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Meet the leaders shaping our school’s vision and success

Whether hailing from leading independent schools in Melbourne to drawing on international experience to bring to the classrooms that guide our students, our leaders are raising the bar in Darwin, and the Northern Territory!

NEWS 27 June 2024

Every day, Haileybury Rendall School’s (HRS) leaders make decisions based on the best interests of students, staff and on the future growth and sustainability of HRS. We recently sat down with those leaders to discover what they do and what inspires them.

Andrew McGregor, Principal

Andrew joined Haileybury Rendall School in 2021 and since that time he has taken the school on a journey of growth and progression. Under his watch, HRS has won a series of national Australian Education Awards including Boarding School of the Year and Regional School of the Year.

What are some of the things about HRS that you are most proud of?

“We have an unwavering commitment to helping our students develop the life skills that are essential for living and working successfully. The wellbeing of our students is at the forefront of everything that we do, and we want all our students to leave school excited and prepared for the challenges and opportunities that lie ahead. Our academic and pastoral programs build skills in resilience, creativity, communication, collaboration and critical thinking. I’m very proud of the school we’ve created. HRS brings together all the best elements of contemporary global education so our students can be the very best version of themselves.”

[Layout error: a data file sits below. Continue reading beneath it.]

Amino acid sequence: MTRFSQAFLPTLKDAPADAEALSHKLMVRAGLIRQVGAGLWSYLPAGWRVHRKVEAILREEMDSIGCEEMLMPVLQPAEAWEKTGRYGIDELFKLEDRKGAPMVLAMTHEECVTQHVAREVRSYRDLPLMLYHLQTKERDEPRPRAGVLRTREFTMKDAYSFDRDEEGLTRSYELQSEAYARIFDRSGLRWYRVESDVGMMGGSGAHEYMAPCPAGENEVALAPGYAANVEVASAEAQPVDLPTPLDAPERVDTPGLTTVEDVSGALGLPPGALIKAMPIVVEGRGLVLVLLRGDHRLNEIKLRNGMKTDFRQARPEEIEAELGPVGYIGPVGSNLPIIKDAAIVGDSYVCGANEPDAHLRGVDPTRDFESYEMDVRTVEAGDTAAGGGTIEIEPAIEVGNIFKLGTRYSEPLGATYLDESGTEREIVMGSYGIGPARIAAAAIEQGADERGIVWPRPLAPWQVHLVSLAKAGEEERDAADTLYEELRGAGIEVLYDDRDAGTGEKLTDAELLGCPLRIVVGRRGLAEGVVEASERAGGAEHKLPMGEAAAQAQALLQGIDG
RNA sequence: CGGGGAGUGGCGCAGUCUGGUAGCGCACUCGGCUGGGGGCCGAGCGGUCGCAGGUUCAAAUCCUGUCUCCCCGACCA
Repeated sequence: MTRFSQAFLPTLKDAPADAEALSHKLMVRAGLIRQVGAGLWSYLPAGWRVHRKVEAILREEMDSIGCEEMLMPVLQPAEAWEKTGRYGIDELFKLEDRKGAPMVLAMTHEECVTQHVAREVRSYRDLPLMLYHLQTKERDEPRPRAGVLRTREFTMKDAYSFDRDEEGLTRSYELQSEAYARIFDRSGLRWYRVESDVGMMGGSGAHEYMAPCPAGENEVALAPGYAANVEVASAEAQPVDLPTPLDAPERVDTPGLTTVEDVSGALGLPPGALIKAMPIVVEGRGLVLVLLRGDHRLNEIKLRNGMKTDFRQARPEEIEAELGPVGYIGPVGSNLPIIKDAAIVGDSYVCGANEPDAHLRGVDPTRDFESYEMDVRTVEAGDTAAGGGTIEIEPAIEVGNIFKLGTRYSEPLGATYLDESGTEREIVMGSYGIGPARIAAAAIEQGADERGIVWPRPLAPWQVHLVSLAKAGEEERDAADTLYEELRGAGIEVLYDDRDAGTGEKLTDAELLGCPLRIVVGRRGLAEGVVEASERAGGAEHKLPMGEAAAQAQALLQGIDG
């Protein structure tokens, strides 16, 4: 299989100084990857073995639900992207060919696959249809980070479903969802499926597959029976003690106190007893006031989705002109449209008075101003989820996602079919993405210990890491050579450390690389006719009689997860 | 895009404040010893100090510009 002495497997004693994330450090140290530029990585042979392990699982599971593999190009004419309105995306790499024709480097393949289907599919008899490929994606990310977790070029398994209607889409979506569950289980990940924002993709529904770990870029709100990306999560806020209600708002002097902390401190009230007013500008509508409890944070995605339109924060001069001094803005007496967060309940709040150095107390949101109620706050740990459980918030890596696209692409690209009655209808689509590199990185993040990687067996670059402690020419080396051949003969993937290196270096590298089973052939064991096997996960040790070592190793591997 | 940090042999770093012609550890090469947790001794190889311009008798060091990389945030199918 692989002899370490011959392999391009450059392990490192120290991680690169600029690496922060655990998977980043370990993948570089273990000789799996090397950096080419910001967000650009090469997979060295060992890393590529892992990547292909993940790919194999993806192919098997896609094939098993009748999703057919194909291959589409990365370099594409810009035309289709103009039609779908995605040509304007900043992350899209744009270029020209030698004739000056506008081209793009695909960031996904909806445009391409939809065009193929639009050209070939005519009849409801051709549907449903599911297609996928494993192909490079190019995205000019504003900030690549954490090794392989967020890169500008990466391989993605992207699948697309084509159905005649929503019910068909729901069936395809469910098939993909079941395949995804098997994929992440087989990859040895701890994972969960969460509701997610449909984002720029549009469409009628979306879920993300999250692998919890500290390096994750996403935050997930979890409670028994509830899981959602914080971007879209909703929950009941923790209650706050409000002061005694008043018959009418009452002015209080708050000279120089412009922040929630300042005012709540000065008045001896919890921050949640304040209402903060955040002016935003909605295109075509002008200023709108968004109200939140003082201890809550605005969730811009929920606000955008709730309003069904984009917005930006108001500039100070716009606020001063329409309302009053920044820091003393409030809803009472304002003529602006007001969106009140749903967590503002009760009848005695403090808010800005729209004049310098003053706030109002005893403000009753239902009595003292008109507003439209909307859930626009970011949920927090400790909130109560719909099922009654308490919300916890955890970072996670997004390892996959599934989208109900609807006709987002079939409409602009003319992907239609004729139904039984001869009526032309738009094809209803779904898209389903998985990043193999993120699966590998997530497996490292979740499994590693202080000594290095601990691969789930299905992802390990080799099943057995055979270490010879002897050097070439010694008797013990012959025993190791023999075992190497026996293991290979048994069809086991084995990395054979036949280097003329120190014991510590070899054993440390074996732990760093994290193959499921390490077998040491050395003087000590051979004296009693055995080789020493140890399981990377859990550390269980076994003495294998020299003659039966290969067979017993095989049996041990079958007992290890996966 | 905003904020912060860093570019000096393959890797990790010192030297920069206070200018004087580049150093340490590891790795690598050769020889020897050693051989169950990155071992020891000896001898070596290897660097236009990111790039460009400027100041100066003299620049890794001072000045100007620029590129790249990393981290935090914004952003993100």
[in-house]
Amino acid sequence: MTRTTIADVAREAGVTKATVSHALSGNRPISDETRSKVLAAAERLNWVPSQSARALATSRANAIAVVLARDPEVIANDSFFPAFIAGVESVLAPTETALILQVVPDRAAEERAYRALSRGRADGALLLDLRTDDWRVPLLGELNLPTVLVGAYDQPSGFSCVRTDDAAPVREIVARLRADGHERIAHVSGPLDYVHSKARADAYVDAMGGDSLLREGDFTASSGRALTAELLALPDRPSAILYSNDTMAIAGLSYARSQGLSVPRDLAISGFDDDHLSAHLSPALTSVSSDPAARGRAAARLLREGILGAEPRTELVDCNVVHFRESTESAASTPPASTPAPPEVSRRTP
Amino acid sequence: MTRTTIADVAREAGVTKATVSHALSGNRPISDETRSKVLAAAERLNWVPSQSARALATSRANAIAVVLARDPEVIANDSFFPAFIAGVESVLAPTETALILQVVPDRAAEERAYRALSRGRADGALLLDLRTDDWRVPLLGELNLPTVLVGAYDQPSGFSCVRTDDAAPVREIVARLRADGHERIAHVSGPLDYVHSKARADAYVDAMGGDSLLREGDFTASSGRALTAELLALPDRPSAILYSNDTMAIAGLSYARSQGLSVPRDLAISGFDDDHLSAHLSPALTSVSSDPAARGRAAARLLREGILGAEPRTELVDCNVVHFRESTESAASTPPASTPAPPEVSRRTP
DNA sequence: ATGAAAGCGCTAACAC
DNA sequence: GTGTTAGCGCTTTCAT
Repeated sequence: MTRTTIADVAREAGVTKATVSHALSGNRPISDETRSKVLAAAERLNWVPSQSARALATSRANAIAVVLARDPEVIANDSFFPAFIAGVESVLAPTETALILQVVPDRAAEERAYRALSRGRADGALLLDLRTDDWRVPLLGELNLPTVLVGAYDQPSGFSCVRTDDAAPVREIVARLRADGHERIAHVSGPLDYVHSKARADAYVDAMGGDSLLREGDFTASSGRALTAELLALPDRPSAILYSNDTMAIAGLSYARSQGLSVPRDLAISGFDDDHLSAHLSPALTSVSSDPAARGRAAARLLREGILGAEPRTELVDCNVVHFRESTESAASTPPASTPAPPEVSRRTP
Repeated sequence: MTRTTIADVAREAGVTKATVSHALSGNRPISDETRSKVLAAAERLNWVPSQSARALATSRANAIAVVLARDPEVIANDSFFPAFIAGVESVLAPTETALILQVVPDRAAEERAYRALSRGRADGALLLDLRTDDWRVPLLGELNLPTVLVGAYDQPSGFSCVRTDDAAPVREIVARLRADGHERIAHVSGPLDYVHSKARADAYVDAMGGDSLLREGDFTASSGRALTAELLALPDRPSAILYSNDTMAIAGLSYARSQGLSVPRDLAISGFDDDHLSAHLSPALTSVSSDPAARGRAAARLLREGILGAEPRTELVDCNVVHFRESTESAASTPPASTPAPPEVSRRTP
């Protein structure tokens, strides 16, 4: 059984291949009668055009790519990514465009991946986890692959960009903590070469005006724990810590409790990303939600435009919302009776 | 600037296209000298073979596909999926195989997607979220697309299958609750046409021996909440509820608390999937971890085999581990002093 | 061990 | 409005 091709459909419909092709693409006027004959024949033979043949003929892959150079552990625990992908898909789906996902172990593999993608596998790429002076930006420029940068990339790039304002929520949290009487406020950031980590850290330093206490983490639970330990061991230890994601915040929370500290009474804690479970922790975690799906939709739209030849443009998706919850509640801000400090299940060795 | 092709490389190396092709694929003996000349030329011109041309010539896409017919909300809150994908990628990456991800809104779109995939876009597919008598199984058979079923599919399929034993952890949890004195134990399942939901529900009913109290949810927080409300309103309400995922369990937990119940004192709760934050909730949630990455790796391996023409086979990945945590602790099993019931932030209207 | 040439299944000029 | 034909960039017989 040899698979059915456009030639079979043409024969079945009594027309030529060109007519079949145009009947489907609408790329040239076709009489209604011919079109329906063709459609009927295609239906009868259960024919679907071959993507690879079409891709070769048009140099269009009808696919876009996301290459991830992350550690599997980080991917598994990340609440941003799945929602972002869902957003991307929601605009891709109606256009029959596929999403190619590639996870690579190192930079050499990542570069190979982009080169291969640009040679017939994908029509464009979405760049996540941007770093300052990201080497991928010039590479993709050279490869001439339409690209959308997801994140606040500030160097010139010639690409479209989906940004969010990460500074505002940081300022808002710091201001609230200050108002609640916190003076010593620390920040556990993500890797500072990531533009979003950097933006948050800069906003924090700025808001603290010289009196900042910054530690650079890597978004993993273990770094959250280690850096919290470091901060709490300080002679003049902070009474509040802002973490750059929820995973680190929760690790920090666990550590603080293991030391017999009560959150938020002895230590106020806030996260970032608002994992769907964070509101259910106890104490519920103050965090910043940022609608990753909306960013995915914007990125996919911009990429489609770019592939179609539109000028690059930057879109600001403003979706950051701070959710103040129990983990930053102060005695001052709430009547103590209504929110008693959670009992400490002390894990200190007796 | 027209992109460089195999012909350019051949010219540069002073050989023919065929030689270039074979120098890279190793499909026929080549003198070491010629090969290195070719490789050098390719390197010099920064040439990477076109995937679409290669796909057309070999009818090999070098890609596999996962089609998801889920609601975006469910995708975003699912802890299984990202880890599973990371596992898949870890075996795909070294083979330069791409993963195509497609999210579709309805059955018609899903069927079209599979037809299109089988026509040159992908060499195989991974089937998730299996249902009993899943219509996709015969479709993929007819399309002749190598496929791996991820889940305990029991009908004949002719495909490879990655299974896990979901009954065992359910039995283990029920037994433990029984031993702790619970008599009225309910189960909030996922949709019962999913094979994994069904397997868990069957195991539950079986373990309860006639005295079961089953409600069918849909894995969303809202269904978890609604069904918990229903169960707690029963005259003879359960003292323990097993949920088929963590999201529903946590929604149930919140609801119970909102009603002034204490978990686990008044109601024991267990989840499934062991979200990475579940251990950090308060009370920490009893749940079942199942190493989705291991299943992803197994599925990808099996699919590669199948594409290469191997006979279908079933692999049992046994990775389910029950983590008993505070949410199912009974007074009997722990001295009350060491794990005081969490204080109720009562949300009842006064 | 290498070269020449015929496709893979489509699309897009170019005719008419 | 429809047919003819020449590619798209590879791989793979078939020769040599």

HRS is a Centre for Excellence in Indigenous Education — something you have been very committed to. Why is this important for the school?

“We want to give our Indigenous students the opportunity to walk in two wonderful worlds. One world recognises the First Nation’s community and the rich history that is so important to our Indigenous students and that they are strongly connected to. The other wonderful world is centred around our School, where we help them work and thrive in a metropolitan setting. At HRS, those students can go on after school to be great success stories. They go to university or go back to their communities to work and become regarded as the next generation of leaders.”

Felicity Pearson, Deputy Principal

Felicity joined HRS in 2021 and has been influential in supporting HRS’s growth and development. Her role is diverse and in a typical day she’ll manage everything from child safety, international partnerships and marketing to professional learning for staff and organising school and community events.

What initiatives are you most passionate about implementing to enhance the lives of students at HRS?

“Working closely with colleagues to embed the National Child Safe Principles across the School has been rewarding this year. The school musical is always a joyous project, too, largely due to noticing how much students grow in confidence and ability through that experience. However, my favourite responsibility is still my teaching. I enjoy challenging myself to engage and, hopefully, inspire students to enjoy their own learning journey.”

How do you connect with parents and the wider school community to create a strong and supportive network for students?

“Our Parents and Friends Committee has a cross-section of people from across the School who provide valuable feedback and who work to support HRS to achieve a variety of initiatives. Our publications and social media posts provide an instant window into the School, and we love it when our community comes together to support and celebrate House events, special events, awards assemblies, or simply to relax and enjoy the company of other families at movie nights and our parent cocktail evenings.”

How do you like to spend your time away from school?